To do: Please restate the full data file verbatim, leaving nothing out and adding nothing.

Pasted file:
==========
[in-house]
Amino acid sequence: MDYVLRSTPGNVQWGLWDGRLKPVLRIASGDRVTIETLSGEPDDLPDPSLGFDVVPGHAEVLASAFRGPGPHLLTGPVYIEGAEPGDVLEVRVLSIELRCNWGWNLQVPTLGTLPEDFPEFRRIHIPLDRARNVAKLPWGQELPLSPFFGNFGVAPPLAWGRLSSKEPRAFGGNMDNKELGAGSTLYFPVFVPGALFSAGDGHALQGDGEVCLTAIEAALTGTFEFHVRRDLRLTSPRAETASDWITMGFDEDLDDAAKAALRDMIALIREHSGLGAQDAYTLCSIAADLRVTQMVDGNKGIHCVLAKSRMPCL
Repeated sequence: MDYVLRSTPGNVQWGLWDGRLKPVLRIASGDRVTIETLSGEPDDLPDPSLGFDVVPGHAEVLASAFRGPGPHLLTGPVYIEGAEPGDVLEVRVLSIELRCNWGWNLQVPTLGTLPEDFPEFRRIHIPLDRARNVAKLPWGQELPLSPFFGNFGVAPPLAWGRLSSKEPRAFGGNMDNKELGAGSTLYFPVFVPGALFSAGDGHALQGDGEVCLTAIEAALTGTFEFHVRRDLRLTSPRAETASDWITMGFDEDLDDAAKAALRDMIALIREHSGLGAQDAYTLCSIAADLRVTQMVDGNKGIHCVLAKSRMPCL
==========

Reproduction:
[in-house]
Amino acid sequence: MDYVLRSTPGNVQWGLWDGRLKPVLRIASGDRVTIETLSGEPDDLPDPSLGFDVVPGHAEVLASAFRGPGPHLLTGPVYIEGAEPGDVLEVRVLSIELRCNWGWNLQVPTLGTLPEDFPEFRRIHIPLDRARNVAKLPWGQELPLSPFFGNFGVAPPLAWGRLSSKEPRAFGGNMDNKELGAGSTLYFPVFVPGALFSAGDGHALQGDGEVCLTAIEAALTGTFEFHVRRDLRLTSPRAETASDWITMGFDEDLDDAAKAALRDMIALIREHSGLGAQDAYTLCSIAADLRVTQMVDGNKGIHCVLAKSRMPCL
Repeated sequence: MDYVLRSTPGNVQWGLWDGRLKPVLRIASGDRVTIETLSGEPDDLPDPSLGFDVVPGHAEVLASAFRGPGPHLLTGPVYIEGAEPGDVLEVRVLSIELRCNWGWNLQVPTLGTLPEDFPEFRRIHIPLDRARNVAKLPWGQELPLSPFFGNFGVAPPLAWGRLSSKEPRAFGGNMDNKELGAGSTLYFPVFVPGALFSAGDGHALQGDGEVCLTAIEAALTGTFEFHVRRDLRLTSPRAETASDWITMGFDEDLDDAAKAALRDMIALIREHSGLGAQDAYTLCSIAADLRVTQMVDGNKGIHCVLAKSRMPCL